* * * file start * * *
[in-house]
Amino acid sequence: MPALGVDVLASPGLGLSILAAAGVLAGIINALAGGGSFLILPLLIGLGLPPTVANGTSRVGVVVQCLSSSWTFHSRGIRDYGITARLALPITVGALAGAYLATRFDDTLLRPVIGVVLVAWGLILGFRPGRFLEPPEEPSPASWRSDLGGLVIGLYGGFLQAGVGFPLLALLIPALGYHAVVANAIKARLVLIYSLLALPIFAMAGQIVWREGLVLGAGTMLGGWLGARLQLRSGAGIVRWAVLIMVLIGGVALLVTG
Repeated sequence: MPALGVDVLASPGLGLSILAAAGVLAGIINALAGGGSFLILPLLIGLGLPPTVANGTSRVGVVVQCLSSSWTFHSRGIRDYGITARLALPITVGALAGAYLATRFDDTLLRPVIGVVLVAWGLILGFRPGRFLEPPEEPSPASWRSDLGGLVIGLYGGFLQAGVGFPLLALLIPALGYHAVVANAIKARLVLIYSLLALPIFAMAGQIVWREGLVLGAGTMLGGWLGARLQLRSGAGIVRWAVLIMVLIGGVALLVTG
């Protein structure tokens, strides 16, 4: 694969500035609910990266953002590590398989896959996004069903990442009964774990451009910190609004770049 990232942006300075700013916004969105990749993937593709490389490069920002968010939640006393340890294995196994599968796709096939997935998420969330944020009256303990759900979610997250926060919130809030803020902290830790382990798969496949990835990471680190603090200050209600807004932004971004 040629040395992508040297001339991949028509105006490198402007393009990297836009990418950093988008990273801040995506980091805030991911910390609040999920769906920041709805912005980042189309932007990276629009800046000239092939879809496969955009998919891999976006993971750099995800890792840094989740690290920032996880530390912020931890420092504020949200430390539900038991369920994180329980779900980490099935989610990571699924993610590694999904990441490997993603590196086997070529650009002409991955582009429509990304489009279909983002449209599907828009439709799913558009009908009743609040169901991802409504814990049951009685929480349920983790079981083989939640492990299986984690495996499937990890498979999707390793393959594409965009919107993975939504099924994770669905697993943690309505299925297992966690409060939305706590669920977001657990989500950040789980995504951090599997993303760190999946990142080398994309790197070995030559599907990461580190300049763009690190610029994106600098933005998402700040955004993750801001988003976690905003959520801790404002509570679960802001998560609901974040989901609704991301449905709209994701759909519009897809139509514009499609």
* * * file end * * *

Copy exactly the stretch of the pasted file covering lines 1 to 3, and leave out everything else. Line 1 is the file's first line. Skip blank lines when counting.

[in-house]
Amino acid sequence: MPALGVDVLASPGLGLSILAAAGVLAGIINALAGGGSFLILPLLIGLGLPPTVANGTSRVGVVVQCLSSSWTFHSRGIRDYGITARLALPITVGALAGAYLATRFDDTLLRPVIGVVLVAWGLILGFRPGRFLEPPEEPSPASWRSDLGGLVIGLYGGFLQAGVGFPLLALLIPALGYHAVVANAIKARLVLIYSLLALPIFAMAGQIVWREGLVLGAGTMLGGWLGARLQLRSGAGIVRWAVLIMVLIGGVALLVTG
Repeated sequence: MPALGVDVLASPGLGLSILAAAGVLAGIINALAGGGSFLILPLLIGLGLPPTVANGTSRVGVVVQCLSSSWTFHSRGIRDYGITARLALPITVGALAGAYLATRFDDTLLRPVIGVVLVAWGLILGFRPGRFLEPPEEPSPASWRSDLGGLVIGLYGGFLQAGVGFPLLALLIPALGYHAVVANAIKARLVLIYSLLALPIFAMAGQIVWREGLVLGAGTMLGGWLGARLQLRSGAGIVRWAVLIMVLIGGVALLVTG